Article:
The question often arises as to whether occupational health and safety legislation in an employee’s home province protects him or her when temporarily working in another province.  According to one recent Ontario Labour Relations Board decision, in some cases the answer can be “yes”.

The employee was hired in Ontario, where he lived, in September 2013.  During his first year of employment, he worked for the employer in both British Columbia and Ontario.  In February 2015, he was temporarily assigned to work in B.C. for about three weeks as a Warehouse Supervisor. While there, he raised a number of safety complaints relating to forklifts (which he said were operated by untrained employees at high speeds), the lack of first aid kits, obstruction of emergency exits, black ice and other hazardous conditions.  The employee said that his efforts to have his concerns dealt with were unsuccessful.

Shortly after returning to Ontario, the company terminated his employment.  The employee then filed a reprisal complaint under the Ontario Occupational Health and Safety Act claiming that he was fired for seeking the enforcement of the Ontario OHSA.  The employer objected, arguing that the safety issues related to compliance with B.C. – not Ontario – safety laws, and that the Ontario OHSA protected only against retaliation for asserting violations of the Ontario OHSA.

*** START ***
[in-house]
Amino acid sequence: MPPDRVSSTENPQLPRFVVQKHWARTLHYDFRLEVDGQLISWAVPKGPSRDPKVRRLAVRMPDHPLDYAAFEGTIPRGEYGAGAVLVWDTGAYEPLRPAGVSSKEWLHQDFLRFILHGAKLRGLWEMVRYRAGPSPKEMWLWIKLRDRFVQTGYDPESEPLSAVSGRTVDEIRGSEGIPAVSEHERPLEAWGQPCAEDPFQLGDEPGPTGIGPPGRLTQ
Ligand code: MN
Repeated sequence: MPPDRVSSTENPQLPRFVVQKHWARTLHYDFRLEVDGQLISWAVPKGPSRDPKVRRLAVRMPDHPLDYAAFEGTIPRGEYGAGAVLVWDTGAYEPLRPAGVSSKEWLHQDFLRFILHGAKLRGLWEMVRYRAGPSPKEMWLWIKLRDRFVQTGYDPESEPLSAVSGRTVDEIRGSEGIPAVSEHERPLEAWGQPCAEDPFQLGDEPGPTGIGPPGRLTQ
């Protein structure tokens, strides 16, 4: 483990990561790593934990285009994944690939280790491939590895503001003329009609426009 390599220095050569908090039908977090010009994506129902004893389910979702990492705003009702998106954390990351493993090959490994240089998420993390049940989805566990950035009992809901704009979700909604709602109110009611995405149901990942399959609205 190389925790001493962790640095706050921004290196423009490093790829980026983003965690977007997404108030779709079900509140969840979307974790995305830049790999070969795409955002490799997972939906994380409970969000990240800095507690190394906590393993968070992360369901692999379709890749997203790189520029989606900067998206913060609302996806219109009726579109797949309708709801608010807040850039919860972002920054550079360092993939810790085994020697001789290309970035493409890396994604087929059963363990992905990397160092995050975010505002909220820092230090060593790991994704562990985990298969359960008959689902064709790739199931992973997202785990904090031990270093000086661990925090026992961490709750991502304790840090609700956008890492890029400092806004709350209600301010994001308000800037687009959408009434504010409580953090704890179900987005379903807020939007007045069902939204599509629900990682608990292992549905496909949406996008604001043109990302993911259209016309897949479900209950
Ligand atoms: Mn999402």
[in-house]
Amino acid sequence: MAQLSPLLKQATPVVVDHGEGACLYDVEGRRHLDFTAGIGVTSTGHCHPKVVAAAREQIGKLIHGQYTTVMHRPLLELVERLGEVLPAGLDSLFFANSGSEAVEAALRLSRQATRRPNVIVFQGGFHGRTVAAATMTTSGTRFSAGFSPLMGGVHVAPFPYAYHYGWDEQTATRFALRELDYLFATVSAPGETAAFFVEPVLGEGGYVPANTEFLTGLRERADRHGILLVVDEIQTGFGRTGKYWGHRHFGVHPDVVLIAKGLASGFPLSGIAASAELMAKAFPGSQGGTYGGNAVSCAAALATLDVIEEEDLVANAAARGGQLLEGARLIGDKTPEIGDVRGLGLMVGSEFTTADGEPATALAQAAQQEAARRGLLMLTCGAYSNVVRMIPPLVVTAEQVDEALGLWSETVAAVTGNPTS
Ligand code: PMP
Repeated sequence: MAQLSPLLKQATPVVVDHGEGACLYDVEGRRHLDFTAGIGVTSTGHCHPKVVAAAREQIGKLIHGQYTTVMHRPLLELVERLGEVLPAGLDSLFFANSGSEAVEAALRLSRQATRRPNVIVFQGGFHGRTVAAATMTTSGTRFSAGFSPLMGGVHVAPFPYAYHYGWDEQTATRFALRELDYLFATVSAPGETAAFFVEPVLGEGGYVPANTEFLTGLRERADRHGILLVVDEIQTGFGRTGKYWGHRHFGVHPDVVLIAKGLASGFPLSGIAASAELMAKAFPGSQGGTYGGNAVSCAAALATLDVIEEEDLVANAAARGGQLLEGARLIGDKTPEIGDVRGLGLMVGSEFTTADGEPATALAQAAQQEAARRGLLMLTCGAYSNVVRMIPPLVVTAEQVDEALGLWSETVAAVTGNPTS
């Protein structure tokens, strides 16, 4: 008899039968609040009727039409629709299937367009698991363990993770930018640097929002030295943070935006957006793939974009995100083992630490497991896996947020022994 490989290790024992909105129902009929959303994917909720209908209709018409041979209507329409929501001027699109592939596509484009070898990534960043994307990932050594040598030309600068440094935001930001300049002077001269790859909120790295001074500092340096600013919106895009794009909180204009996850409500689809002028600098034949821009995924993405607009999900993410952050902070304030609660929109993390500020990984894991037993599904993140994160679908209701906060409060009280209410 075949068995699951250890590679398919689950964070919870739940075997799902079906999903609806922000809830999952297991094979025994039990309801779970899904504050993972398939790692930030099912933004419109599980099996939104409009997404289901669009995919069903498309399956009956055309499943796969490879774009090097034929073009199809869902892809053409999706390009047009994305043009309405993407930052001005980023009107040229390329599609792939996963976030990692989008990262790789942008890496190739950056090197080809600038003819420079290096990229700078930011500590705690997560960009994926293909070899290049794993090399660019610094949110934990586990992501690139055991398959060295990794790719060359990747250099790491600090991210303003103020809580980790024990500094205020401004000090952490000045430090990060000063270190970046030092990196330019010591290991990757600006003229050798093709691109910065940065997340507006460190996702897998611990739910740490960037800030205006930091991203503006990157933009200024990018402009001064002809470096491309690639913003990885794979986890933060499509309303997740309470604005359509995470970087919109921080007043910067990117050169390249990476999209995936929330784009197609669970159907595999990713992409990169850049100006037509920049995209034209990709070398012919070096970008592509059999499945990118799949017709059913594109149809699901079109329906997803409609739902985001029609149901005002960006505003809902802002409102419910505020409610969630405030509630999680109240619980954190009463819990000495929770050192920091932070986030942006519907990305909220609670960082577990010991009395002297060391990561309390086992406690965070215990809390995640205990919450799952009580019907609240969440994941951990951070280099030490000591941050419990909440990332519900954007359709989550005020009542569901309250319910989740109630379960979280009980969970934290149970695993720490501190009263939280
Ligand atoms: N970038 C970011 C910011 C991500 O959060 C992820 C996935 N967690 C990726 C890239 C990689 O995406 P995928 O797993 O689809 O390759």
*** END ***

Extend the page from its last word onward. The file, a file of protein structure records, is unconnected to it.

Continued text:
The OLRB stated:

“However, Mr. Escudero, as an employee of the responding party permanently based in Ontario, had the right, when he was temporarily assigned by the responding party to a workplace located in Prince George, to require the responding party to ensure that every precaution reasonable in the circumstances had been taken to protect him. That right existed independently of the substance of any applicable health and safety standard established by the legislature of British Columbia.  Simply put, at all times Mr. Escudero had the right to require the responding party to satisfy the statutory obligation established by section 25(2)(h) of the [Ontario OHSA].  Mr. Escudero states that he requested of the responding party that it do so, and that his employment was terminated shortly thereafter.  Mr. Escudero claims that his loss of employment was a consequence of the request he made of the responding party to ensure that it take reasonable precautions to protect him.  If a link between the latter request and the reason for his termination from employment is established, section 50(1) of the Act provides the Board with the authority to remedy the situation.”

As such, the OLRB had authority to adjudicate the reprisal complaint under the Ontario OHSA.

Escudero v Diversified Transportation Ltd./Pacific Western Group of Companies, 2015 CanLII 50878 (ON LRB)